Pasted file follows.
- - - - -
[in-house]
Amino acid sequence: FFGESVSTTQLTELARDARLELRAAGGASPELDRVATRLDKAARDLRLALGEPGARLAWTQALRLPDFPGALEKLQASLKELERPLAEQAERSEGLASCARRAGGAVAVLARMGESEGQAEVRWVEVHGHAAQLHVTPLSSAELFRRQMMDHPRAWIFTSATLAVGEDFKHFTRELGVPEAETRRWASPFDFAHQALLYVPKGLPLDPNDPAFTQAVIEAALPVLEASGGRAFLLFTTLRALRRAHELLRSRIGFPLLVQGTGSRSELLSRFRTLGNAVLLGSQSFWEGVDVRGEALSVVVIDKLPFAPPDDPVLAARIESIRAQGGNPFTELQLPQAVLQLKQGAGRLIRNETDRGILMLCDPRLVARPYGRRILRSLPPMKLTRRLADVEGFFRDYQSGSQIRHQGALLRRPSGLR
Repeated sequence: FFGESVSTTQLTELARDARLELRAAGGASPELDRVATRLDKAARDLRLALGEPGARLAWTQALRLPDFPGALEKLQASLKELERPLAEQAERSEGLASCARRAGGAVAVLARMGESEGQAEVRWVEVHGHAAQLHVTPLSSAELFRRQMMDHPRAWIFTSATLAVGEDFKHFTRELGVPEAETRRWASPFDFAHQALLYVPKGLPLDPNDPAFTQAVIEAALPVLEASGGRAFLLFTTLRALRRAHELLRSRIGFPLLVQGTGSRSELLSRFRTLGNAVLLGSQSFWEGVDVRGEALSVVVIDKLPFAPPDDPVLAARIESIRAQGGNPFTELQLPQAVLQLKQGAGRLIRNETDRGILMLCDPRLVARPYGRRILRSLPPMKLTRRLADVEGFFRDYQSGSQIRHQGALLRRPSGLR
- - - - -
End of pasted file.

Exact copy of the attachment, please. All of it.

[in-house]
Amino acid sequence: FFGESVSTTQLTELARDARLELRAAGGASPELDRVATRLDKAARDLRLALGEPGARLAWTQALRLPDFPGALEKLQASLKELERPLAEQAERSEGLASCARRAGGAVAVLARMGESEGQAEVRWVEVHGHAAQLHVTPLSSAELFRRQMMDHPRAWIFTSATLAVGEDFKHFTRELGVPEAETRRWASPFDFAHQALLYVPKGLPLDPNDPAFTQAVIEAALPVLEASGGRAFLLFTTLRALRRAHELLRSRIGFPLLVQGTGSRSELLSRFRTLGNAVLLGSQSFWEGVDVRGEALSVVVIDKLPFAPPDDPVLAARIESIRAQGGNPFTELQLPQAVLQLKQGAGRLIRNETDRGILMLCDPRLVARPYGRRILRSLPPMKLTRRLADVEGFFRDYQSGSQIRHQGALLRRPSGLR
Repeated sequence: FFGESVSTTQLTELARDARLELRAAGGASPELDRVATRLDKAARDLRLALGEPGARLAWTQALRLPDFPGALEKLQASLKELERPLAEQAERSEGLASCARRAGGAVAVLARMGESEGQAEVRWVEVHGHAAQLHVTPLSSAELFRRQMMDHPRAWIFTSATLAVGEDFKHFTRELGVPEAETRRWASPFDFAHQALLYVPKGLPLDPNDPAFTQAVIEAALPVLEASGGRAFLLFTTLRALRRAHELLRSRIGFPLLVQGTGSRSELLSRFRTLGNAVLLGSQSFWEGVDVRGEALSVVVIDKLPFAPPDDPVLAARIESIRAQGGNPFTELQLPQAVLQLKQGAGRLIRNETDRGILMLCDPRLVARPYGRRILRSLPPMKLTRRLADVEGFFRDYQSGSQIRHQGALLRRPSGLR